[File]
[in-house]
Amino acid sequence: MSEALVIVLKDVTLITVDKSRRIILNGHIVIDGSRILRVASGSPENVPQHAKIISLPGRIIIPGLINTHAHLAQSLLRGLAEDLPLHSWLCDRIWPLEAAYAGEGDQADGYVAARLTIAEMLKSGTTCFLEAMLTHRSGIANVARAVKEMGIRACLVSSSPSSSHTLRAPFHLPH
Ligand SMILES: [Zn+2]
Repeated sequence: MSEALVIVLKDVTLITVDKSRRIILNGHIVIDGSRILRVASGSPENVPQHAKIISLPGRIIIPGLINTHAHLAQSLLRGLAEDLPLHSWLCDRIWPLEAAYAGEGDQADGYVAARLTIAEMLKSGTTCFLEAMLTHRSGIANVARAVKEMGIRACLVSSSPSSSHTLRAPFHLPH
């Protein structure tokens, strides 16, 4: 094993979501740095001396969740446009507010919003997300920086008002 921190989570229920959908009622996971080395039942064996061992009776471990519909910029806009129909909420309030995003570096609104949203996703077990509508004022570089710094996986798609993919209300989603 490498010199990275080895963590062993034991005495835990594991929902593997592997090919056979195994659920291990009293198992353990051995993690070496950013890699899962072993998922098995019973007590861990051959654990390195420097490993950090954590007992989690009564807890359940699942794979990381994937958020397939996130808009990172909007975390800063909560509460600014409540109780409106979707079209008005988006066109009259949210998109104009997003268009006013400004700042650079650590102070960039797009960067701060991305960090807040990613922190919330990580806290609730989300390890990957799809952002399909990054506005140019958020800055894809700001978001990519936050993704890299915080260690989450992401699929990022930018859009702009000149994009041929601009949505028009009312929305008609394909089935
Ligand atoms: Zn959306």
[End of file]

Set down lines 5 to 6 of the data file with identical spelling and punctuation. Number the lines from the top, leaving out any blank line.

């Protein structure tokens, strides 16, 4: 094993979501740095001396969740446009507010919003997300920086008002 921190989570229920959908009622996971080395039942064996061992009776471990519909910029806009129909909420309030995003570096609104949203996703077990509508004022570089710094996986798609993919209300989603 490498010199990275080895963590062993034991005495835990594991929902593997592997090919056979195994659920291990009293198992353990051995993690070496950013890699899962072993998922098995019973007590861990051959654990390195420097490993950090954590007992989690009564807890359940699942794979990381994937958020397939996130808009990172909007975390800063909560509460600014409540109780409106979707079209008005988006066109009259949210998109104009997003268009006013400004700042650079650590102070960039797009960067701060991305960090807040990613922190919330990580806290609730989300390890990957799809952002399909990054506005140019958020800055894809700001978001990519936050993704890299915080260690989450992401699929990022930018859009702009000149994009041929601009949505028009009312929305008609394909089935
Ligand atoms: Zn959306």